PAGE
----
Hill’s lawyers are arguing that a state law making secret the identity of those making lethal injection drugs is unconstitutional, because it prevents a determination as to whether the drugs amount to cruel and unusual punishment. The newly passed Lethal Injection Secrecy Act comes as news broke that the state is now sourcing its drugs from a small-batch pharmacy not regulated by the FDA. Georgia turned to this method after several international companies declined to supply their drugs for use in executions, and the European Union likewise imposed barriers to import for that purpose.
As the Atlantic’s Andrew Cohen explains, Hill’s lawyers have reason to worry about the safety of the drugs sourced from an unknown, unregulated pharmacy. They detail the state’s checkered lethal injection history in their brief: “in 2010 and 2011, the state of Georgia obtained illegally imported, expired, sub-potent drugs from a “pharmacy” run out of the back door of a run-down driving school in London, England. The state of Georgia used these drugs in two executions before the Drug Enforcement Agency (“DEA”) raided Georgia’s lethal injection drug supply and confiscated Georgia’s illegally imported cache of drugs.” These executions led to significant pain and suffering during execution, the lawyers explain, with death row inmates keeping their eyes open and attempting to communicate until their deaths.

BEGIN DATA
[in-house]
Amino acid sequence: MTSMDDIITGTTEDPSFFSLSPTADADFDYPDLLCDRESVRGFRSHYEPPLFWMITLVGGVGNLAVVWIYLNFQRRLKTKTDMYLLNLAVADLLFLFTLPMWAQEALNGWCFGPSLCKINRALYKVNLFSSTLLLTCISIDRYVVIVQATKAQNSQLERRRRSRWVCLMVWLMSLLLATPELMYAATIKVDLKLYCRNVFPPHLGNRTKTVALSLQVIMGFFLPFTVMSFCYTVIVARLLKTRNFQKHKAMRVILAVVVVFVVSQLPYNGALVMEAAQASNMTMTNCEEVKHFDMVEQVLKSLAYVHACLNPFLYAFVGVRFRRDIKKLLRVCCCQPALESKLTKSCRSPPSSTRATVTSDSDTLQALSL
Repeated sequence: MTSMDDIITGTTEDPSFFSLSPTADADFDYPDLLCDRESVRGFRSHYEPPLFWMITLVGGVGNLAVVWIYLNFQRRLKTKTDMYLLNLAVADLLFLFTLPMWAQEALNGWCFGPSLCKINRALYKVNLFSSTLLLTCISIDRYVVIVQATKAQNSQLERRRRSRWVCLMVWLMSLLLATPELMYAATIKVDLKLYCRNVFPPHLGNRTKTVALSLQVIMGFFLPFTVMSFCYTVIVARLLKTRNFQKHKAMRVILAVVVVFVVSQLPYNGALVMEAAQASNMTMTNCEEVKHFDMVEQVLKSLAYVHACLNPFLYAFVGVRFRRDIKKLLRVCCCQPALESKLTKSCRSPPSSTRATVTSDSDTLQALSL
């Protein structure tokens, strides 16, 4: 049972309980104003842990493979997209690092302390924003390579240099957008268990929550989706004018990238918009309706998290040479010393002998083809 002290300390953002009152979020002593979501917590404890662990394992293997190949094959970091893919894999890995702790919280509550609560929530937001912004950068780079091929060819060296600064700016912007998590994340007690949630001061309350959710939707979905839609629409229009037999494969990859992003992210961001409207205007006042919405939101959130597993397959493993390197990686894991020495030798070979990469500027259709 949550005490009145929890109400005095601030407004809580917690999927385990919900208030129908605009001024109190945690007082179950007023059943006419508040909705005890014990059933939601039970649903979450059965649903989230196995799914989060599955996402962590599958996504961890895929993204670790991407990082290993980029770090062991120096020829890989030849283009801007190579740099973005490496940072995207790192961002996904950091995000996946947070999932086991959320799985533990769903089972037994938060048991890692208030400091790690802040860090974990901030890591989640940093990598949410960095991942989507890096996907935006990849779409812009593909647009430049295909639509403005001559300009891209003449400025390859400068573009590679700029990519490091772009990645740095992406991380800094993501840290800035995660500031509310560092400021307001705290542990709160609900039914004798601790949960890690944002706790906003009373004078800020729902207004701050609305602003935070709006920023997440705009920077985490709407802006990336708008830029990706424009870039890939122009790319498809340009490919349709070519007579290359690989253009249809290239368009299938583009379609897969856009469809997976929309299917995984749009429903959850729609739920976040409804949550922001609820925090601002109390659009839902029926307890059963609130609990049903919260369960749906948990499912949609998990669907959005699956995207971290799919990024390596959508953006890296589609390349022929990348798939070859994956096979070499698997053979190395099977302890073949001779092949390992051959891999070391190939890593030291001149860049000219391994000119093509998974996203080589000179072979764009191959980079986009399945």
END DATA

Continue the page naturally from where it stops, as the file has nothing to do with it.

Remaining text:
In spite of the now-multiple reasons not to execute Hill, Georgia has remained committed to moving forward with the penalty, and the judge will take up these latest arguments in the coming weeks.